116 3rd St SE
Cedar Rapids, Iowa 52401
Katie Runde and her husband lived in Iowa City from 2005 to 2009 while he was in medical school. During that time, many people wanted to know about the place where she grew up — a place that provides the setting for her beautifully crafted debut novel, “The Shore.”
“I found myself explaining — and over explaining to be honest — this Jersey Shore area where I’m from. And I just felt like I had so much more to say … So (the novel) started with a place.”
She also drew from her own experience in creating the family at the center of the novel. The father, Brian, suffers from a brain tumor that transforms most everything about his personality.
“When I was 19, my dad had the same thing,” Runde explained. She was quick to say that “The Shore” isn’t autofiction, but the experience — especially the kinds of caretaking required — underpins the novel.
An early draft of “The Shore” focused on the character of Liz, Brian and Margot’s, oldest daughter. But when that draft was complete, Runde wasn’t fully satisfied.
“I got the feeling it wasn’t quite finished,” she said. “I got curious about what everyone else in the family was doing when we weren’t seeing them. It seemed like there was so much more. It just seemed so obvious that it was the story of this whole family.”
The novel now features sections devoted to Liz, Margot, and to Evy, the younger sister. Brian provides the first and last words of the story.
But there is another kind of voice in the book as well, said Runde, “an alternate form that tells the story from a voice that’s not one of the three women.” Email exchanges and an online forum are the primary sources of this additional voice, and Runde uses both to good effect, as a way to look back to the past and to imagine the future.
Runde and her husband selected Iowa City from a shortlist of possible places to live as his career got underway. They were wooed back by the town’s affordability and the sense that it would provide Runde with time to write. Runde — who has an MFA from Warren Wilson College — also wrote about what her experience as a writer has been like in Iowa City in an essay for the online publication Catapult called “Writing Your Little Stories in the Shadow of the Iowa Writers’ Workshop.”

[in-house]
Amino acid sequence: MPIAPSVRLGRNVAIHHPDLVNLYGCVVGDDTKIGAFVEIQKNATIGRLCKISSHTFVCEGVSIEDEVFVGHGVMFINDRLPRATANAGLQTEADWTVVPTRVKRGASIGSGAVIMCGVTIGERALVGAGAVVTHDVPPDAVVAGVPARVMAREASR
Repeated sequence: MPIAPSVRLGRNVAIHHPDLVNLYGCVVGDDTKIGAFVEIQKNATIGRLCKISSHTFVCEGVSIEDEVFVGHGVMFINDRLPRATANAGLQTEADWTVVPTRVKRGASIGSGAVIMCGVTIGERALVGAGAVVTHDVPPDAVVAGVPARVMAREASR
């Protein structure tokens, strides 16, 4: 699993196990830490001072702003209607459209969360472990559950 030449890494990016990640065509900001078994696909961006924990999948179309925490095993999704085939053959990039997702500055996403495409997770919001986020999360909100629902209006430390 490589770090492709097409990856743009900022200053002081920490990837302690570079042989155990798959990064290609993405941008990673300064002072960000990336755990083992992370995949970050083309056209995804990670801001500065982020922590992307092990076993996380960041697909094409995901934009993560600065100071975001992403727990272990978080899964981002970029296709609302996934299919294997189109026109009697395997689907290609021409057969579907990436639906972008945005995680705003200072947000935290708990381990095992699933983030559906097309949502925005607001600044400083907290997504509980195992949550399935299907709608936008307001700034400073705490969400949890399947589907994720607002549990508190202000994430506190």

“Because of the Workshop’s presence,” she writes, “the city punched above its weight and attracted famous authors on tour, hosted festivals, boasted several bookstores, and had literary quotes etched into the sidewalk.”
The full essay, which recounts how Runde found her “magic baseball team” — the group of people who would help her bring “The Shore” from a file on her computer to a book on the shelf — is an excellent look at the writing community (or communities) outside, adjacent to, and interwoven with the famed UI writing community. As she puts it in her essay:
“For the non-Workshop writers, it’s DIY all the way in the City of Literature. It’s awkward and awful, occasionally, and you will feel lonely and left out a time or 20,” she writes, “but if you keep showing up and keep going back to your own glowing screen full of nonsense, if you keep the faith and keep eavesdropping, keep asking people what lights them up and keep forgiving yourself for your own audacity, imagining you deserve to write your little stories here, too, it can, eventually, be a place that is almost too good to be true.”
Readers of “The Shore” will reap the benefits of Runde’s stick-to-itiveness — and should be pleased to know she is in the early stages of writing her next book.